7. Manus Island currently more resembles a concentration camp than a detention centre for refugees / asylum seekers. I don’t know how much worse it will get, but the status quo is pretty bad.

  8. Hi Lizzie, this is a thoughtful response to a complex issue. Australia has a history of acting generously. Over 400,000 refugees since 1975. Our up to 30,000 refugees a year shines well in the context of the total figure of over 100,000 placed globally in countries with humanitarian programs. That’s why current arrangements are wrong – doesn’t fit who we are, our past, who we want to be. Moral questions aside. The thread that ties responses to refugees is the global work crisis . People are fearful, not of refugees so much, but of loss of opportunity, stratification of society . Political interests cultivate the fears. I spoke to a group of Vietnamese boat refugees who vehemently support current policy!!! Makes no sense . So we need some big ideas here, courage and imagination. Also, why is there so little discussion of how Australia can help front line countries? Look at the impact of Syria on Jordan . We should stand with them, running camps like Zamarra. We should be leading here . Leadership is missing in action.

  9. Lizzie, I don’t know what THE answer is either, but surely any answer has to begin with compassion. The current policy is morally bankrupt, so it can never provide an authentic, humane and ethical solution. Thanks for your article.

  10. And so it continues, Australia’s ill-treatment of the vulnerable. What a vicious circle: we already carry the shame of past mistakes with the Stolen Generation, the Forgotten Australians, and the Forced Adoption Scandal, not to mention political and police corruption and urban brutality.
    An important point that is often missed or glossed over is the fact that big institutions, be they prisons, detention centres, schools, hospitals – are depositories for vulnerable people under the misnomer of ‘care’, because any large hub of human activity offers the perfect crucible for sadists and bullies to have full reign. I’m not talking about the detainees in this instance I am talking about the guards and officers and doctors and nurses and social workers. As a former Parramatta Girls’ Home detainee I know this to be true. Behind closed doors people can literally get away with rape, murder and emotional and physical abuse. This is an insidious aspect of government ‘systems’ that is impossible to control because bullies are typically also good at hiding the nasty side of their character. When interviewed for a position the interviewer is not going to ask the applicant, “Are you a closet sadist looking to wreak havoc on innocent people?’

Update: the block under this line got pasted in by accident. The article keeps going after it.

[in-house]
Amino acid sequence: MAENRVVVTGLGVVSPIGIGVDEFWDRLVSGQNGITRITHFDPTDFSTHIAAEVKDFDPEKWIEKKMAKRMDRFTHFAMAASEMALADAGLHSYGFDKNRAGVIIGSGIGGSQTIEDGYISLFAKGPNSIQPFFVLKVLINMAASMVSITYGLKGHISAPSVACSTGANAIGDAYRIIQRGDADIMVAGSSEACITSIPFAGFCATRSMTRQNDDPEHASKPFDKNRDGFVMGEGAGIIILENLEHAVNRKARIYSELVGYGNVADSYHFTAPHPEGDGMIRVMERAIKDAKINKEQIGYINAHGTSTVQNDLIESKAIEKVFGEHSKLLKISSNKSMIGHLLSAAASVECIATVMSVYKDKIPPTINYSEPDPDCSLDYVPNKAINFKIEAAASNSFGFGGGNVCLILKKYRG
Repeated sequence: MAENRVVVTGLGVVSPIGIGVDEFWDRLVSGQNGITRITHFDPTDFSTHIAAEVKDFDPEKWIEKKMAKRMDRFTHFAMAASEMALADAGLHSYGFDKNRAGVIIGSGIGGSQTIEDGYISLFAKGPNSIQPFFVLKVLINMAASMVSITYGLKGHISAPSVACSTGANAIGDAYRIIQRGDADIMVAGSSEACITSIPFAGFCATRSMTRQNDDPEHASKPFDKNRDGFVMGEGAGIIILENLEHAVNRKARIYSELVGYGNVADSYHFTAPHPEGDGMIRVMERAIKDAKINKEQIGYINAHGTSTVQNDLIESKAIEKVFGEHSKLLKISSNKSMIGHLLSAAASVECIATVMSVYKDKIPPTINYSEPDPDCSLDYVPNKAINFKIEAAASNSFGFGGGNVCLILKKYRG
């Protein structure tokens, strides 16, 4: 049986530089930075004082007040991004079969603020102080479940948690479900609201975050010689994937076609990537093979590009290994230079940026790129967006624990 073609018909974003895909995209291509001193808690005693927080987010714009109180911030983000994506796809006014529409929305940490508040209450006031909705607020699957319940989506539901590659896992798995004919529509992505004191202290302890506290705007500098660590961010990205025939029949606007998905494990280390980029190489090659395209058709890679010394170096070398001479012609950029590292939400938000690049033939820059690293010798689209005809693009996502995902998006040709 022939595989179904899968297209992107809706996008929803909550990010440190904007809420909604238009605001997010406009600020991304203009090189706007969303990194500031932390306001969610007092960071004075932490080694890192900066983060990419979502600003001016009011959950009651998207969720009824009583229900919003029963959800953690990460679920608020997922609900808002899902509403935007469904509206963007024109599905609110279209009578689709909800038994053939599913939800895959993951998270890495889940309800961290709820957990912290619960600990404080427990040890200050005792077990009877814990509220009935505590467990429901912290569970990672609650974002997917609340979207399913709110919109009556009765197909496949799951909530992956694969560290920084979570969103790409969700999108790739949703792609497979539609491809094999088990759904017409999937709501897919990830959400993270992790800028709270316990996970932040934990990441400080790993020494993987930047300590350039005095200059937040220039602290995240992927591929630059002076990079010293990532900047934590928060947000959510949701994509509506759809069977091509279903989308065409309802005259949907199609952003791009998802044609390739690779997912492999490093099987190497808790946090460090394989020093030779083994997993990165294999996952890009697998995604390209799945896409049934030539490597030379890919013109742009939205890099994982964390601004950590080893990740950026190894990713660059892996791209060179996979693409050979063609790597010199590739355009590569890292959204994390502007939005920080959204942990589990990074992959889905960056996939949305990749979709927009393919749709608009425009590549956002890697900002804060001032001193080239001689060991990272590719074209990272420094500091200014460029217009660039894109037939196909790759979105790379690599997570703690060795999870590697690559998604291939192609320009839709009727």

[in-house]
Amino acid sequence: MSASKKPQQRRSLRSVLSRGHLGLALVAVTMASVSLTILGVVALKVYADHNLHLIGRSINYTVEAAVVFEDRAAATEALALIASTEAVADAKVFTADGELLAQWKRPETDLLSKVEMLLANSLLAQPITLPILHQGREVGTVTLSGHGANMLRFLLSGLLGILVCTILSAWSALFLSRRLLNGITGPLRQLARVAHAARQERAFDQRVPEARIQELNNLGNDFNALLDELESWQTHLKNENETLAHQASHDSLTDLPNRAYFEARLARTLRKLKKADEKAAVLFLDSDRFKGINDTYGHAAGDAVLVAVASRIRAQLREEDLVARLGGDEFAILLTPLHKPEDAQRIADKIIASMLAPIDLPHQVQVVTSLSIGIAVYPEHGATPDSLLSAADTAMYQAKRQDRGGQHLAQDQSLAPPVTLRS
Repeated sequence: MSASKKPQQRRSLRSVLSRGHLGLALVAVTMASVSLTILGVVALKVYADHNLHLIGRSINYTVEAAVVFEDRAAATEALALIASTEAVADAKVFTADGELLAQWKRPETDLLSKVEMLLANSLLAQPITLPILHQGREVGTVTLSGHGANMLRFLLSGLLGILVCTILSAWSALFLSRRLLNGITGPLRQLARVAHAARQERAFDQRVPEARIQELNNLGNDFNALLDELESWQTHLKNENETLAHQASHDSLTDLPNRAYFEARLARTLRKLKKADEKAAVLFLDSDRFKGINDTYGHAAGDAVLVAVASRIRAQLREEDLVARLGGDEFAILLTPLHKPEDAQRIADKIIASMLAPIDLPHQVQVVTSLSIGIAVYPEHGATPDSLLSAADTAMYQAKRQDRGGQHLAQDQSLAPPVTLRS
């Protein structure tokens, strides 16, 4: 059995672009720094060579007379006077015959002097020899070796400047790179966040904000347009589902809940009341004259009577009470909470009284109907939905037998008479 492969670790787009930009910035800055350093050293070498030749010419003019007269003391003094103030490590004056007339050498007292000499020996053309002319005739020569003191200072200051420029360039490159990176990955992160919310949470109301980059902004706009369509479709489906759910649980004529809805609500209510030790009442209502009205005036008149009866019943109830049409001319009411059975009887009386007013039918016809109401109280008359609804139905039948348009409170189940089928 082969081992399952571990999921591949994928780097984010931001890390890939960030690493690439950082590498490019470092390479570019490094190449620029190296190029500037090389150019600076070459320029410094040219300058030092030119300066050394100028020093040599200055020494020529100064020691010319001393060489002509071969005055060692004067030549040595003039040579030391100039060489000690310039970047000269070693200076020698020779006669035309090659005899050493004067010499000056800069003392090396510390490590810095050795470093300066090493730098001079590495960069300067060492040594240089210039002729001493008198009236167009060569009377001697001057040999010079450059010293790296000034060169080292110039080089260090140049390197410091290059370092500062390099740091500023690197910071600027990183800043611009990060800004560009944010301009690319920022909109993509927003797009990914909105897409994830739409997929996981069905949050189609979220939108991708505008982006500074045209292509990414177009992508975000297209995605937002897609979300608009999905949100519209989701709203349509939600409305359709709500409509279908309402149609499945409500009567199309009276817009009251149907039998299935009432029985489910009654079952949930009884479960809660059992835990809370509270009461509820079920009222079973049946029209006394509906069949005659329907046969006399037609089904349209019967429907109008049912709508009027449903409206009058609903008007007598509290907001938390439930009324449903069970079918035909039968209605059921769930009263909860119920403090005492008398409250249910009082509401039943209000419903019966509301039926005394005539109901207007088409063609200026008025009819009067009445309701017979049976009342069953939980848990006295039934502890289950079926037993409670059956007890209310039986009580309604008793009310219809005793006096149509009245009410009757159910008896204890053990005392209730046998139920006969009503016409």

Australia is not the lucky country we like to think it is. For so many it is more than unlucky, it is hell on earth.

  11. Liz, just a few comments , offered just to prompt further discussion . Asylum for refugees is not that hard to find. There are many camps worldwide . Syrian refugees could cross the border into Turkey or Jordan. Borders here are slightly artificial. Cultural, ethnic , religious , language ties don’t fit borders. The next step, that 1 million a year aim for , is resettlement. This number is rising every year. With about just over 100,000 places. 55,000 USA; 20 to 30,000 Australia – Abbott says he will drop this to 13,000. (Europe – high on asylum; low on resttlement . Australia has double the places of 28 European Union countries combined .) So if you are facing many years in a camp, and you hear that a short trip to Indonesia will result in a resettlement visa – healthcare, education , safety etc. – what would you do ? No country has offered this before. Malcolm Fraser suggested this in the age today . “We can control the numbers .” He said. This is hubris, in a way matching current rhetoric and policy. Of course the current policy is a shambles . Control in this issue is not possible , under the way we are thinking. A regional solution ? It’s possible, but I am dismayed by a global lack of leadership on this issue. We focus on our own narrow perspectives and experiences. The social and political reaction to people movement is unfortunately similar in many countries.